I feel The Beatles (or Apple) really should have gone ahead with their original idea for the release of the Yellow Submarine track — a double EP, as with the Parlophone release of the Magical Mystery Tour soundtrack. The songs ‘Yellow Submarine’ (whilst it probably needed to be included on the album for obvious reasons) and ‘All You Need Is Love’ (though I believe the ‘Yellow Submarine’ version is different from the better-known one) had already been included on different albums/singles/EPs, and did we really need the classical George Martin Orchestra bits on the album? This is, in fact, the only one I haven’t listened to in full before now (I opted for the better — IMO — Yellow Submarine Songtrack) — I have watched Yellow Submarine a billion-trillion (okay, maybe not quite that much) times, though, so I’ve of course heard them before. Actually physically LISTENING to the album does make me think that Apple didn’t need to follow in the direction of the Capitol butchers [insert certain famous R. Whitaker-photographed cover here] and create a soundtrack in the style of the US A Hard Day’s Night and Help! albums, but it also takes me back to that Spring day a year ago when I first watched Yellow Submarine. I remember sitting in our top room (the DVD player with the main TV wouldn’t actually work), absorbed by psychedelic masterpiece animation (‘Eleanor Rigby’ and ‘It’s All Too Much’ come to mind) and the middle-era Beatles tunes, many of which I hadn’t heard before (the only album I owned was 1, and I’d only listened as far as The Fabs’ other well-known hits and Rubber Soul).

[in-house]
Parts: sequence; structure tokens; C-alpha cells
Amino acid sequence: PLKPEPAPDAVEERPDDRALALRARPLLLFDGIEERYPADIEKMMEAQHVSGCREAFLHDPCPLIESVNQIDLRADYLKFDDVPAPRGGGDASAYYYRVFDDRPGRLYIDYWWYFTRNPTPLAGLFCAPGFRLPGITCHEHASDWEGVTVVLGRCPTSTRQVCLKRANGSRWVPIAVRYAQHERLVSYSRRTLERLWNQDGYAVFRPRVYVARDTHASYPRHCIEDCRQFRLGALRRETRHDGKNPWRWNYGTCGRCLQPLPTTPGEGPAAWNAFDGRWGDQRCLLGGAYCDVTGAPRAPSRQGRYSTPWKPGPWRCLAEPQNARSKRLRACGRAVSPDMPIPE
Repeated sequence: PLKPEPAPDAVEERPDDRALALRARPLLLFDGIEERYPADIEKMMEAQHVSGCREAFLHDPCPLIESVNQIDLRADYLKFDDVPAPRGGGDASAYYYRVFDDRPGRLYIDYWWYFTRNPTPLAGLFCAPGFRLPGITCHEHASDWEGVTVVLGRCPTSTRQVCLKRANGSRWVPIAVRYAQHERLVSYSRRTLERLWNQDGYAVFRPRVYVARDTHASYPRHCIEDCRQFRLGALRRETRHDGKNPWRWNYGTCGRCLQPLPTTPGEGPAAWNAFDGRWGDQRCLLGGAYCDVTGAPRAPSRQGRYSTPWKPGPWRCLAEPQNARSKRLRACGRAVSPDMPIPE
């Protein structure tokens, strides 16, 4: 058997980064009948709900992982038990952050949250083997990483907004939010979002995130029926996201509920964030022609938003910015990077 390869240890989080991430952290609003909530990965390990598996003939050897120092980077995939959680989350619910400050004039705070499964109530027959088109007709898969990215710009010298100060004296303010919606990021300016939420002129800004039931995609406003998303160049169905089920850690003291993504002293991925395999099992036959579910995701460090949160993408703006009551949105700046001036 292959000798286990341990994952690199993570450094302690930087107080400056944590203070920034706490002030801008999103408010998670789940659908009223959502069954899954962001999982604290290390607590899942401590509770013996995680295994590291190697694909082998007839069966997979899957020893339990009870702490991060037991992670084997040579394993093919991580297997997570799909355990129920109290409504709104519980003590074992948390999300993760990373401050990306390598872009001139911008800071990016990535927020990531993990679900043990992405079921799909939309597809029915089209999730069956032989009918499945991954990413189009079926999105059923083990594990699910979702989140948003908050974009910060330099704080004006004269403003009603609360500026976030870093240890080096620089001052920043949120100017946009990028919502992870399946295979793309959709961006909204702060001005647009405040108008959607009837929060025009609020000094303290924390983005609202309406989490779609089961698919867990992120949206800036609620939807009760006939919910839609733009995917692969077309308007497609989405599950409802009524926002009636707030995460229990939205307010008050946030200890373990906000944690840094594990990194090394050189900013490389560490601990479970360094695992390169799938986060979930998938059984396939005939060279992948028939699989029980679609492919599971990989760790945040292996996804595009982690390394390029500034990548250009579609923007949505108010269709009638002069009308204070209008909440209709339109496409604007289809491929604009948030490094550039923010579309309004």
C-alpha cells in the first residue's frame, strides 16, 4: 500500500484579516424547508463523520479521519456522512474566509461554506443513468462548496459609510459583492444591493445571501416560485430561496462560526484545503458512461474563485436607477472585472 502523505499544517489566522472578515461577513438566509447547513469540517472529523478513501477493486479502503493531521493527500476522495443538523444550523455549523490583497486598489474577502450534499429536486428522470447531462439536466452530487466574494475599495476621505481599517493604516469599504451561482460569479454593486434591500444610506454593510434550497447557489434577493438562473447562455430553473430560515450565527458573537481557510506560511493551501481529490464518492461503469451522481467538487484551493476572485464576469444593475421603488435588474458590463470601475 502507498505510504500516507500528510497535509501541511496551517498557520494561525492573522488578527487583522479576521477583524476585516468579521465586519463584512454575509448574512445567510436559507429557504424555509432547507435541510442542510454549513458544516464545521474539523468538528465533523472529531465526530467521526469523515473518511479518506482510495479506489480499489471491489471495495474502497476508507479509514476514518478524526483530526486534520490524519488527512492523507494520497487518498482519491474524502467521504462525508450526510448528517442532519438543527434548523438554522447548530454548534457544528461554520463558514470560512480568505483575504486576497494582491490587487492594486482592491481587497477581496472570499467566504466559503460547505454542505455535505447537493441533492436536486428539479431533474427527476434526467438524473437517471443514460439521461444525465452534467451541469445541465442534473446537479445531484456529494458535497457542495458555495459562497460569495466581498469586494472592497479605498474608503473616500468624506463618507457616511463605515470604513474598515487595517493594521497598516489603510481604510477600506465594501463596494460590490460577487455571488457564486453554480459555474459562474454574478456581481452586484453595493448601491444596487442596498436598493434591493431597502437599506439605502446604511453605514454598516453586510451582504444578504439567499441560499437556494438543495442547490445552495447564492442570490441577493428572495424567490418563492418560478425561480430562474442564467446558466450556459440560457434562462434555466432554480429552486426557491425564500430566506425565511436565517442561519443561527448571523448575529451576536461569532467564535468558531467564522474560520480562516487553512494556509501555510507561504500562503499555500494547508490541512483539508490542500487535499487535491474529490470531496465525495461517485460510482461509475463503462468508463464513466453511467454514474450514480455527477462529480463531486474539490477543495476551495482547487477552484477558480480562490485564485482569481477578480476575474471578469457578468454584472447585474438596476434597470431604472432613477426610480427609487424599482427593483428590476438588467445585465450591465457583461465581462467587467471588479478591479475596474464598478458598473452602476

Despite my criticism of the inclusion of the GMO soundtrack and songs which had already been on other releases, I absolutely love the originals! ‘Hey Bulldog’, ‘It’s All Too Much’ and ‘Only A Northern Song’ are some of my favourite Beatles songs, and I don’t want to imagine life without them — thus I don’t want to imagine life with the Yellow Submarine album, either!

DID YOU KNOW? Yellow Submarine was the first album to feature the “devil horns” hand symbol on the cover.

BEST SONGS: ‘Hey Bulldog’, ‘It’s All Too Much’, ‘Only A Northern Song’

11. A Hard Day’s Night

a hard day's night

Despite the above being the background image of this blog, A Hard Day’s Night is far from my favourite Beatles album. Why, you ask? Here is my reasoning:

Those of you who know me will know I’m a alt./indie/folk/psych rock fiend when I’m not listening to The Beatles. The Beatles usually satisfy this love — much of their early/late-era stuff rocks really hard, and they were of course comprised of folk and psych rock in their middle era (my favourite). Their only album that I find too poppy is A Hard Day’s Night. Whilst the album is made up completely of Lennon/McCartney compositions, their songwriting hadn’t really started to mature yet, and it’s still all I-love-her-and-she-loves-me (excepting ‘I’ll Cry Instead’, which was probably The Fab Four’s first example of confessional lyricism). I’m not a huge fan of the title song, which I find too poppy in particular, and ‘And I Love Her’ doesn’t have the bluesy Lennon touch (though I think he contributed) that other McCartney ballads have (i.e. ‘Michelle’), and ‘Can’t Buy Me Love’ I feel needs more pizzazz (I do actually like these songs, though). So I’m probably being a bit controversial citing a so-called “leap” in The Beatles’ career one of my least favourite Beatles albums, but who cares? There are actually some songs on the above that I love dearly, which will be listed below.